Justice

Researchers Just Revealed a Startling Truth About Sexual Assault

On Monday, researchers from Case Western University released the results of an investigation into backlogged rape kits in Ohio's Cuyahoga County. Included in the results are some noteworthy findings about the behaviors of serial rapists and one time offenders.

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The data, which was reported by the Cut, revealed that a startling number of sexual assaults were committed by serial rapists.

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According to the Cut, the Case Western study is related to a larger effort to process a huge backlog of rape kits in the Cleveland area. Researchers were able to look at 248 high priority rape case files, and found noteworthy differences between serial rapists and one time offenders.

"About a quarter of the serial offenders in this sample had previously been arrested for sexual assault, and 60 percent would have a subsequent sexual-assault arrest. The majority of both serial and onetime sexual offenders had a history of a felony-level arrest, but serial offenders' histories were more extensive and violent. Serial rapists were also more likely to kidnap their victims, commit the assault outdoors, and threaten victims with a weapon.

Case Western researchers also wrote in a brief that "it is very likely that a sexual offender has either previously sexually assaulted or will offend again in the future."

As result, they recommend authorities alter their approach to investigating rape cases.

"Investigating each sexual assault as possibly being perpetrated by a serial offender has the potential to reduce the number of sexual assaults if the focus of the investigation is more on the offender than on a single incident. Serial offenders have traditionally been investigated according to the consistency of the assault or the MO (e.g., who they assault, where they assault, how they assault). For example, our findings seem to suggest that MOs (while definitely important to track for investigative purposes, especially when DNA is present) are not a consistently reliable link across assaults and thus a missed opportunity to solve unsolved sexual assaults and an opportunity to prevent future offending."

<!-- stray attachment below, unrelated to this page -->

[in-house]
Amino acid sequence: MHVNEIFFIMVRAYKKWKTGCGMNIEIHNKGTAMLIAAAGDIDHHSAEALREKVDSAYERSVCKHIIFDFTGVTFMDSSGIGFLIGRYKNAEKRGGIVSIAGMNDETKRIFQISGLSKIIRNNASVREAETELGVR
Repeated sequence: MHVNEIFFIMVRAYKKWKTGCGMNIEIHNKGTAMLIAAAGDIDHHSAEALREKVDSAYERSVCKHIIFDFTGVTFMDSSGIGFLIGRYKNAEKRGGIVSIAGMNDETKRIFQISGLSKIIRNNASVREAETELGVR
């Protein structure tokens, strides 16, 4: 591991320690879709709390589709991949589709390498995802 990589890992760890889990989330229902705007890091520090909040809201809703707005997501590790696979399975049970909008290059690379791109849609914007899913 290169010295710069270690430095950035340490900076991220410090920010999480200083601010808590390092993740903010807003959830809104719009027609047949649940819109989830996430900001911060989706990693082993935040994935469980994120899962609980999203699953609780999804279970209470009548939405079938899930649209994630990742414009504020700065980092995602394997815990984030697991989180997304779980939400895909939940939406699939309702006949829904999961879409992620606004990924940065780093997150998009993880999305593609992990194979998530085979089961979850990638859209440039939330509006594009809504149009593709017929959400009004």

We don't know exactly how many untested rape kits are out there.

"We cannot be sure of the total number of untested kits nationwide because most jurisdictions do not have systems for tracking or counting rape kits," End the Backlog reports. "Additionally, there is no federal law mandating a nationwide movement toward tracking and testing rape kits, despite efforts by some members of Congress to pass such legislation. However a growing number of states, all across the country, are making real reforms to end the backlog."

In late May, the Senate unanimously voted to pass a bill that would grant rights to victims of sexual assault.

"The Senate measure would generally require that victims be notified of the results of rape kit tests, including any DNA matches, as well as toxicology reports that could show whether they had been given a date-rape drug, for instance," the New York Times reported.

"The bill would also ensure that rape kits would be preserved without charge for 20 years or until the statute of limitations expires, whichever comes first," the Times added.

Still, it's important to acknowledge that only a small fraction of victims of sexual assault report incidents to law enforcement.

Sixty-eight percent of sexual assault victims do not report incidents to the police, according to the Rape, Abuse & Incest National Network (RAINN).

You can read the whole report on the Cuyahoga County Sexual Assault Kit (SAK) Pilot Research Project at Case Western University's Begun Center site.

[h/t the Cut]

 

Featured Image:AP/Pat Sullivan